Giant waves caused by the storm saw freezing floodwaters inundate parts of the New England coast.
According to reports, the extreme weather has so far been linked to up to 19 deaths in the US and two more in Canada.
Four deaths were reported in traffic accidents in North and South Carolina. Further fatalities occurred in Wisconsin, Kentucky and Texas.
In Philadelphia, a car was unable to stop at a railway line at the bottom of a steep hill and was hit by a commuter train, killing a passenger in the vehicle.
In Virginia, a girl was fatally struck by a car while sledging, and a 75-year-old man was killed after being hit by a snow plough.
In Perth Amboy, New Jersey, where the temperature averaged 20F on January 4, a 13-year-old girl died and 35 others suffered carbon-monoxide poisoning in an apartment building. Seven of those treated were first responders.
The extreme weather caused travel chaos and led to the cancellation of thousands of flights on January 4 and 5.
Most flights have since resumed at airports in New York and Boston.
Experts say the so-called bomb cyclone storm drew moisture and strength from as far south as the Caribbean Sea.
New Hampshire’s Mount Washington, which boasts of having the “world’s worst weather”, was forecast to experience a wind chill temperature as low as -90F on January 5.
Law enforcement in Indiana issued a joke warrant for the arrest of the heroine in Disney movie Frozen, blaming her for the cold snap.
Most of northern Europe, including France and Germany and the UK, has been battered by winter storm Eleanor leaving tens of thousands of homes without power and affecting transport.
In France, a skier died in the Alps and 15 others were injured elsewhere in the country, four of them seriously.
A train was blown off its tracks in Switzerland, leaving several people with minor injuries. One person was hit by a falling tree in the Netherlands.
Wind gusts may reach 124mph.
In northern France, Eleanor cut power to more than 200,000 households and it is set to move to other regions throughout the day, including Corsica.
Air travel was also disrupted in the capital, Paris, and in the east of the country.
In Paris, the Eiffel Tower was closed because of the strong winds. The French capital’s parks have also been closed until the storm dies down because of worries over falling tree branches.
A skier was killed by a falling tree in Morillon, in the Haute-Savoie region of eastern France.
Image source Flickr
In Germany, the storm – named Burglind there – has swept over much of the country. It packed gusts of more than 75mph in the west of the country and led to transport disruption, reports say.
Switzerland has also been badly hit, with some 14,000 homes without power. The high winds left several people stranded in a ski lift in St Gallen canton, overturned a light airplane in Stans and snapped the 42ft high Christmas tree in the capital Bern, Reuters reports.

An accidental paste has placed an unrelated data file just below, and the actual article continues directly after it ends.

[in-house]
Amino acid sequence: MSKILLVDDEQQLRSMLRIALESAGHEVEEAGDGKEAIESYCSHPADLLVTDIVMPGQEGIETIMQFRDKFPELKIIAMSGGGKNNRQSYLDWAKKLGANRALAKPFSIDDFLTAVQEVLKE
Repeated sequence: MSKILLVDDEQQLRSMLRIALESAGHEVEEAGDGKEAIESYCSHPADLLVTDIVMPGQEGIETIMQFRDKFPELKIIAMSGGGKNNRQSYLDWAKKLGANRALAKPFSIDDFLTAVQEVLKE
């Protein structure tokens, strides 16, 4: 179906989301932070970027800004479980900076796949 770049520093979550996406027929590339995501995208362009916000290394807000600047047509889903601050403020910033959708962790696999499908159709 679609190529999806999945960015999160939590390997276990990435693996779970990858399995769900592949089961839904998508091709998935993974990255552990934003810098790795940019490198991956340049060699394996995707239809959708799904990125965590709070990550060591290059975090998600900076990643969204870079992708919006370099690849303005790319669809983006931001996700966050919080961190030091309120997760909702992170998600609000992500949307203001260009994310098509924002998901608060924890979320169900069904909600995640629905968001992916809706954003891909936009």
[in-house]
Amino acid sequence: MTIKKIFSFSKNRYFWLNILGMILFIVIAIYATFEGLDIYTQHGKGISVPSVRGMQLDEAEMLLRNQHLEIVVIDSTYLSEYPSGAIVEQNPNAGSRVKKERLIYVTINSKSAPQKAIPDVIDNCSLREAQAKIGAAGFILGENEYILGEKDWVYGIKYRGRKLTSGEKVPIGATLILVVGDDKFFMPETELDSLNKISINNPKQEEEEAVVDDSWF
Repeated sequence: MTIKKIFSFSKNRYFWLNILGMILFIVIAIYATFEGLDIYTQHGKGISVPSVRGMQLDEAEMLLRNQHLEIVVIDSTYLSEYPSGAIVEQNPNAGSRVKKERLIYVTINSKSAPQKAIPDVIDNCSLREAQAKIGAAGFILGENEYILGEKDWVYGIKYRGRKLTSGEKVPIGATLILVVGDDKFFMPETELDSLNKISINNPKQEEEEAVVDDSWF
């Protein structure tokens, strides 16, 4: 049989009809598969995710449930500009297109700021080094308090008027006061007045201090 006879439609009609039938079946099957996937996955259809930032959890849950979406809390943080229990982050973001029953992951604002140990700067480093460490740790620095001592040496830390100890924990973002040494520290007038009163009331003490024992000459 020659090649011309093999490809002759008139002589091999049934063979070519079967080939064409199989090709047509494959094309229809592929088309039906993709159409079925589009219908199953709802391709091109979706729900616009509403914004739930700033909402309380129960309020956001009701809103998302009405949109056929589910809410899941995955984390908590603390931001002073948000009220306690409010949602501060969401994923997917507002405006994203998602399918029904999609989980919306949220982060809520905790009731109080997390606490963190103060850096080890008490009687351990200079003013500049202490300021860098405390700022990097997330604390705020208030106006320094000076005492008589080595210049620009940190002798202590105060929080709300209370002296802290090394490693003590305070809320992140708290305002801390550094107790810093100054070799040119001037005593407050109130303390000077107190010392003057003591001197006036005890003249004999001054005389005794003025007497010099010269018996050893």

Meanwhile, record wind gusts of 122mph were recorded on Pilatus Peak near the Swiss city of Lucerne, broadcaster SRF reported.
Belgium was put on “orange” alert, the third of four warning levels, with officials urging people to be cautious when going out because of tree branches and other flying objects.
In the Netherlands, gusts of more than 68mph were recorded as hundreds of flights were cancelled at Amsterdam’s Schiphol airport.
Several main roads and train lines were also closed.
Dutch authorities have, for the first time, shut all five major sea barriers to prevent flooding, as large areas of the country are below sea level.
In the UK thousands of homes are without power and travel has been disrupted after Storm Eleanor hit there.
Specialists recorded gusts reaching 100mph overnight with a weather yellow warning still in place for Wales, England, most of Northern Ireland and parts of southern Scotland.
In the Republic of Ireland, 97mph gusts were recorded, and there was flooding, travel disruption and damage to buildings.
President Trump has approved a federal aid for the worst-affected areas and praised emergency services in a tweet: “You are doing a great job – the world is watching! Be safe.”
Texas Governor Greg Abbott warned of record flooding in multiple regions after Harvey made a double landfall: north-east of the city of Corpus Christi initially, then just north of Rockport a few hours later.
Rockport, normally home to about 10,000 people, appears to have been the hardest hit. Emergency services there say a number of buildings have suffered structural damage.
Images posted on social media show collapsed trees and houses.
They say Hurricane Harvey could remain in the area, dumping rain until the middle of next week.
On top of that, the central Texas coast is likely to see a significant storm surge – this happens when low pressure at sea “lifts” tides to a level higher than normal, up to 12ft in this case, and high winds then blow the water in land.
Image source Wikimedia
The NHC said it expected “catastrophic flooding” across the coast and in some inland areas throughout south-east Texas.
Energy companies have been evacuating staff from offshore platforms in the Gulf of Mexico.
Texan oil refineries on land are also shutting down in preparation for the storm. As a result, US fuel prices have reached a three-week high.
Joe McComb, mayor of Corpus Christi, a coastal city of more than 300,000 people, urged householders to take the warnings seriously and evacuate low-lying areas.
“I hope people will listen to forecasters when they say <<beware of flash floods>>,” he said.
“Flash floods can come quickly, and they can be deadly.”